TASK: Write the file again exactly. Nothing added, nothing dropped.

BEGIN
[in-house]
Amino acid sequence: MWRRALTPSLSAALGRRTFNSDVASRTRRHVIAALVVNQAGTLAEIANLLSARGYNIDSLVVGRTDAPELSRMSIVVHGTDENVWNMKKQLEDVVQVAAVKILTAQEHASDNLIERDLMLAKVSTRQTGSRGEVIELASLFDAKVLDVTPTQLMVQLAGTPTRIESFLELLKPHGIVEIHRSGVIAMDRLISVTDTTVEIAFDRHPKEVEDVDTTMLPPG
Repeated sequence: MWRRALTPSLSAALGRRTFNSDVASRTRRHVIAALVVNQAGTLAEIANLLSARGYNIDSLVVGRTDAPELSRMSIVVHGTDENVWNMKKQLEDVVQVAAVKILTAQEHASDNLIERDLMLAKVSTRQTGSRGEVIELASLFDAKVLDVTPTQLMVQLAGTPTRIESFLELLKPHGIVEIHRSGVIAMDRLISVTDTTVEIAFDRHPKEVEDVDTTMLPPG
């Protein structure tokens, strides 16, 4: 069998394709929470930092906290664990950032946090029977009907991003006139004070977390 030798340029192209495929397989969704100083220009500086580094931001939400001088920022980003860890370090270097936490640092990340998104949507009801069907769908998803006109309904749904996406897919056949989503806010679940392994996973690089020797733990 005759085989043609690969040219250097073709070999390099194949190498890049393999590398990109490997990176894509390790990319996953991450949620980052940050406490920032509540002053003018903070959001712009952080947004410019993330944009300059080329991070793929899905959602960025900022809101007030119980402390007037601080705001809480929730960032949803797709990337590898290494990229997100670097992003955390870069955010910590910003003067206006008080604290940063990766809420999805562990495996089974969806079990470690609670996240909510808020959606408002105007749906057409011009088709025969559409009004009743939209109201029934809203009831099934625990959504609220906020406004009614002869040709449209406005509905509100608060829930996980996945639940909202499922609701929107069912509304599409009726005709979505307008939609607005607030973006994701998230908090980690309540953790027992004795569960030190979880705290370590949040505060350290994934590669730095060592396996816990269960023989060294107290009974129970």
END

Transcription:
[in-house]
Amino acid sequence: MWRRALTPSLSAALGRRTFNSDVASRTRRHVIAALVVNQAGTLAEIANLLSARGYNIDSLVVGRTDAPELSRMSIVVHGTDENVWNMKKQLEDVVQVAAVKILTAQEHASDNLIERDLMLAKVSTRQTGSRGEVIELASLFDAKVLDVTPTQLMVQLAGTPTRIESFLELLKPHGIVEIHRSGVIAMDRLISVTDTTVEIAFDRHPKEVEDVDTTMLPPG
Repeated sequence: MWRRALTPSLSAALGRRTFNSDVASRTRRHVIAALVVNQAGTLAEIANLLSARGYNIDSLVVGRTDAPELSRMSIVVHGTDENVWNMKKQLEDVVQVAAVKILTAQEHASDNLIERDLMLAKVSTRQTGSRGEVIELASLFDAKVLDVTPTQLMVQLAGTPTRIESFLELLKPHGIVEIHRSGVIAMDRLISVTDTTVEIAFDRHPKEVEDVDTTMLPPG
């Protein structure tokens, strides 16, 4: 069998394709929470930092906290664990950032946090029977009907991003006139004070977390 030798340029192209495929397989969704100083220009500086580094931001939400001088920022980003860890370090270097936490640092990340998104949507009801069907769908998803006109309904749904996406897919056949989503806010679940392994996973690089020797733990 005759085989043609690969040219250097073709070999390099194949190498890049393999590398990109490997990176894509390790990319996953991450949620980052940050406490920032509540002053003018903070959001712009952080947004410019993330944009300059080329991070793929899905959602960025900022809101007030119980402390007037601080705001809480929730960032949803797709990337590898290494990229997100670097992003955390870069955010910590910003003067206006008080604290940063990766809420999805562990495996089974969806079990470690609670996240909510808020959606408002105007749906057409011009088709025969559409009004009743939209109201029934809203009831099934625990959504609220906020406004009614002869040709449209406005509905509100608060829930996980996945639940909202499922609701929107069912509304599409009726005709979505307008939609607005607030973006994701998230908090980690309540953790027992004795569960030190979880705290370590949040505060350290994934590669730095060592396996816990269960023989060294107290009974129970």